8. Turmeric Powder - 1/4 tsp.
  9. Vinegar - A scant 1/2 tbsp. (Reduce/omit if the tomatoes are sour.)
  10. Curry Leaves - 1 stalk
  11. Water - About 1/4 cup or just enough to pressure cook. 
  12. Salt
The Rest: (Before proceeding to add the spices in this set, do taste the pressure cooked beef. If you find that it is spicy enough already, reduce/omit either the chilli powder alone or all of the powdered spices below.)
  1. Onions, thinly sliced - 1 cup
  2. Coriander Powder - 1/2 tbsp.
  3. Kashmiri Red Chilli Powder - 1/4 tbsp.
  4. Meat Masala Powder - 1/2 tbsp.
  5. Mustard Seeds - 1/2 tsp. (Optional)
  6. Curry Leaf - 1 stalk
  7. Coconut Slices - 1/3 to 1/2 cup. (Optional)
  8. Coconut Oil (Use a neutral tasting oil if you do not have coconut oil.)

Marinate the beef with all the ingredients mentioned under 'The Marinade' except water. Keep for half to one hour at room temperature.

Add water to the mix and pressure cook the marinated beef till done. (You can cook in a tightly covered pot too. But it will take longer to cook the meat.)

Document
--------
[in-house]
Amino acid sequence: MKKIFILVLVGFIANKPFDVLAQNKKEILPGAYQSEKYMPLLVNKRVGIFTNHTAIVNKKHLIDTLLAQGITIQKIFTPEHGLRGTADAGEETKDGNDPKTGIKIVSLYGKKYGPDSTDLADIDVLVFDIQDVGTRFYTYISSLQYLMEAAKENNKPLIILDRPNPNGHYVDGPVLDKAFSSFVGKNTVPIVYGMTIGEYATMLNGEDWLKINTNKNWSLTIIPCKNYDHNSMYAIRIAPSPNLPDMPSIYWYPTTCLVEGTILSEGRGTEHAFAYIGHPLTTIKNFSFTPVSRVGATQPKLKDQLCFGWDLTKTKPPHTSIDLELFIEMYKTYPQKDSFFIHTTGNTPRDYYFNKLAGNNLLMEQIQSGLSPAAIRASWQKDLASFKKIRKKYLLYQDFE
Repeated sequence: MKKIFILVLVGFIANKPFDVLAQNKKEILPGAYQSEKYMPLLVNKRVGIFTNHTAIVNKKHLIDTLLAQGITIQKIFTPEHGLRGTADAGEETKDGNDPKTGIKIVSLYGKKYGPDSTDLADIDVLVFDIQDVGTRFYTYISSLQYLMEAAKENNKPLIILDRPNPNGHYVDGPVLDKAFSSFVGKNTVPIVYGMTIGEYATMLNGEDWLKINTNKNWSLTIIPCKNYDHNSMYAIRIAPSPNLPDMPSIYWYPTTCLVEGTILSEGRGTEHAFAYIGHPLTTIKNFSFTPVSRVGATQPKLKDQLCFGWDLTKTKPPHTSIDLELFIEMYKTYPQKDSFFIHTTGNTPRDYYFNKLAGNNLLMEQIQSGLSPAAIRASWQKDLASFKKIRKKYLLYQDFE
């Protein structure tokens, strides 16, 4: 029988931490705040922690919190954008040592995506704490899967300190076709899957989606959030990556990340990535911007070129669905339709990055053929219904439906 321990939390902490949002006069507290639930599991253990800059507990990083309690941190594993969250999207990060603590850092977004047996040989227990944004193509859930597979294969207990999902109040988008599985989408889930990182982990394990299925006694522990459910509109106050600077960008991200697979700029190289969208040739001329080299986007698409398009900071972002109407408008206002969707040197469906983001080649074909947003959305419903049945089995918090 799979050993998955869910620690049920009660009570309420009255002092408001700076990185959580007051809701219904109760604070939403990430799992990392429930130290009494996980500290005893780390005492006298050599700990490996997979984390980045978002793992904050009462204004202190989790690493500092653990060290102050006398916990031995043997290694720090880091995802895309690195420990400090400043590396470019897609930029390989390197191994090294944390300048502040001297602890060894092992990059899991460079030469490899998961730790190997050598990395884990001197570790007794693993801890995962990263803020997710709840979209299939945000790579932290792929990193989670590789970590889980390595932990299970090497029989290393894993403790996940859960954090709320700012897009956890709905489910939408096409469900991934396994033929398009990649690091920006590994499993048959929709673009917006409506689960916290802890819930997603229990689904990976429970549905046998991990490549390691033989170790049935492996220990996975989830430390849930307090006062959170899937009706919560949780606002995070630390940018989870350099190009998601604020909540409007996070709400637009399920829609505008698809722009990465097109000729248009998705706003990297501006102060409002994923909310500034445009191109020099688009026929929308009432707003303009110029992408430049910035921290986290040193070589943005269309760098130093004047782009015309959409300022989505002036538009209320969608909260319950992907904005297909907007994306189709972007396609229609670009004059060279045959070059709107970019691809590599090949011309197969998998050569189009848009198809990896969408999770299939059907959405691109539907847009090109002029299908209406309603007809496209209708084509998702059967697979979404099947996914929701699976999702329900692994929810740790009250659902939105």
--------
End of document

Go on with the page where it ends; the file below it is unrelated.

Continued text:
Heat some oil in a wok and splutter mustard seeds. Sauté onions till they get browned and then add the powdered spices (if you are adding them). Stir around for a few seconds.

Add the curry leaves and then tumble the cooked beef into the pan.
Simmer the gravy without lid till it coats the beef pieces well. Check for seasonings in between.

The gravy gets more and more dried up as you reheat the beef. You can of course, do it in one go - just that it will take a touch more effort.

Make sure that you don't make the roast too dry or else the meat will become too tough and chewy.